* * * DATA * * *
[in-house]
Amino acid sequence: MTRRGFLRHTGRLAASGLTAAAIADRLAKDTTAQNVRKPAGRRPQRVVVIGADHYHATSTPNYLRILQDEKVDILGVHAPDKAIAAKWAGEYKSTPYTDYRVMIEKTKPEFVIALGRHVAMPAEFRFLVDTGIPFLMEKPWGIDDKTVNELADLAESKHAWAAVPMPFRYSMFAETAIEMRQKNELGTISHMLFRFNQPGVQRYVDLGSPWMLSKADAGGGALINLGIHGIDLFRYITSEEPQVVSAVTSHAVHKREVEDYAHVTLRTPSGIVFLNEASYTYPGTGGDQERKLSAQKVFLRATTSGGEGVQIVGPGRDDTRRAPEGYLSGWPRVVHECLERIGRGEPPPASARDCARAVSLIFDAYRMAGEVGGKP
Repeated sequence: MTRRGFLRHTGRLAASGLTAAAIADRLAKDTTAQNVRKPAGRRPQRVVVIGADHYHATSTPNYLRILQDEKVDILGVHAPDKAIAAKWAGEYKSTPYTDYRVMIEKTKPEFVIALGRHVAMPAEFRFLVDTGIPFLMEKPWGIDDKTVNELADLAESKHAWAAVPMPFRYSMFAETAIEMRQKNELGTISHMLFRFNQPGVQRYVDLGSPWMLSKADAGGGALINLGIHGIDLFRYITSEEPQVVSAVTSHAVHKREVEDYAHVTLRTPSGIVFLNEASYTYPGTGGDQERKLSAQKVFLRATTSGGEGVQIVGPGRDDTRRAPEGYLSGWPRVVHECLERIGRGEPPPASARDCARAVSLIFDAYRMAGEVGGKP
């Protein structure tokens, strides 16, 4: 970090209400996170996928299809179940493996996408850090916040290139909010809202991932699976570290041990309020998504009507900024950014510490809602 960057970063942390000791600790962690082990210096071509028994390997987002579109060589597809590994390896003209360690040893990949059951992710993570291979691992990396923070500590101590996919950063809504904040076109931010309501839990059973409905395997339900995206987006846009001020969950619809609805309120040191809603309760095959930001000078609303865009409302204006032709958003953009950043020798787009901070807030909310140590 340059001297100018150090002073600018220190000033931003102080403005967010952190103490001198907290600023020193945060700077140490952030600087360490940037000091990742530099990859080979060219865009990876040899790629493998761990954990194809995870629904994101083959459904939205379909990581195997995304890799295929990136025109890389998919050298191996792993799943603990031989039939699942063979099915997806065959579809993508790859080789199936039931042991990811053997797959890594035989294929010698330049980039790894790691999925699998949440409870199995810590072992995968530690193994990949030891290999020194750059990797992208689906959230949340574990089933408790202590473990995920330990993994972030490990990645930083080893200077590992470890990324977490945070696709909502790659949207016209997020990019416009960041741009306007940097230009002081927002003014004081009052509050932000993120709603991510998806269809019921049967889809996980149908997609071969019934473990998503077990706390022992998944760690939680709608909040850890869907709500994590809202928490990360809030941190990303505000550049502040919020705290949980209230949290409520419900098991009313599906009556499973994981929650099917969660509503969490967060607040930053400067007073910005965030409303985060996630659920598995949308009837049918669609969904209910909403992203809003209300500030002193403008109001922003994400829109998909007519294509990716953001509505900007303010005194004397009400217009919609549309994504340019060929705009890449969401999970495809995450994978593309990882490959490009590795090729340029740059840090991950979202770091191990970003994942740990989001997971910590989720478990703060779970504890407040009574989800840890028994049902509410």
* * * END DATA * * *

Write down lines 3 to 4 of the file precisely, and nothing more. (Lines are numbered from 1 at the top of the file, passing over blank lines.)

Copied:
Repeated sequence: MTRRGFLRHTGRLAASGLTAAAIADRLAKDTTAQNVRKPAGRRPQRVVVIGADHYHATSTPNYLRILQDEKVDILGVHAPDKAIAAKWAGEYKSTPYTDYRVMIEKTKPEFVIALGRHVAMPAEFRFLVDTGIPFLMEKPWGIDDKTVNELADLAESKHAWAAVPMPFRYSMFAETAIEMRQKNELGTISHMLFRFNQPGVQRYVDLGSPWMLSKADAGGGALINLGIHGIDLFRYITSEEPQVVSAVTSHAVHKREVEDYAHVTLRTPSGIVFLNEASYTYPGTGGDQERKLSAQKVFLRATTSGGEGVQIVGPGRDDTRRAPEGYLSGWPRVVHECLERIGRGEPPPASARDCARAVSLIFDAYRMAGEVGGKP
């Protein structure tokens, strides 16, 4: 970090209400996170996928299809179940493996996408850090916040290139909010809202991932699976570290041990309020998504009507900024950014510490809602 960057970063942390000791600790962690082990210096071509028994390997987002579109060589597809590994390896003209360690040893990949059951992710993570291979691992990396923070500590101590996919950063809504904040076109931010309501839990059973409905395997339900995206987006846009001020969950619809609805309120040191809603309760095959930001000078609303865009409302204006032709958003953009950043020798787009901070807030909310140590 340059001297100018150090002073600018220190000033931003102080403005967010952190103490001198907290600023020193945060700077140490952030600087360490940037000091990742530099990859080979060219865009990876040899790629493998761990954990194809995870629904994101083959459904939205379909990581195997995304890799295929990136025109890389998919050298191996792993799943603990031989039939699942063979099915997806065959579809993508790859080789199936039931042991990811053997797959890594035989294929010698330049980039790894790691999925699998949440409870199995810590072992995968530690193994990949030891290999020194750059990797992208689906959230949340574990089933408790202590473990995920330990993994972030490990990645930083080893200077590992470890990324977490945070696709909502790659949207016209997020990019416009960041741009306007940097230009002081927002003014004081009052509050932000993120709603991510998806269809019921049967889809996980149908997609071969019934473990998503077990706390022992998944760690939680709608909040850890869907709500994590809202928490990360809030941190990303505000550049502040919020705290949980209230949290409520419900098991009313599906009556499973994981929650099917969660509503969490967060607040930053400067007073910005965030409303985060996630659920598995949308009837049918669609969904209910909403992203809003209300500030002193403008109001922003994400829109998909007519294509990716953001509505900007303010005194004397009400217009919609549309994504340019060929705009890449969401999970495809995450994978593309990882490959490009590795090729340029740059840090991950979202770091191990970003994942740990989001997971910590989720478990703060779970504890407040009574989800840890028994049902509410």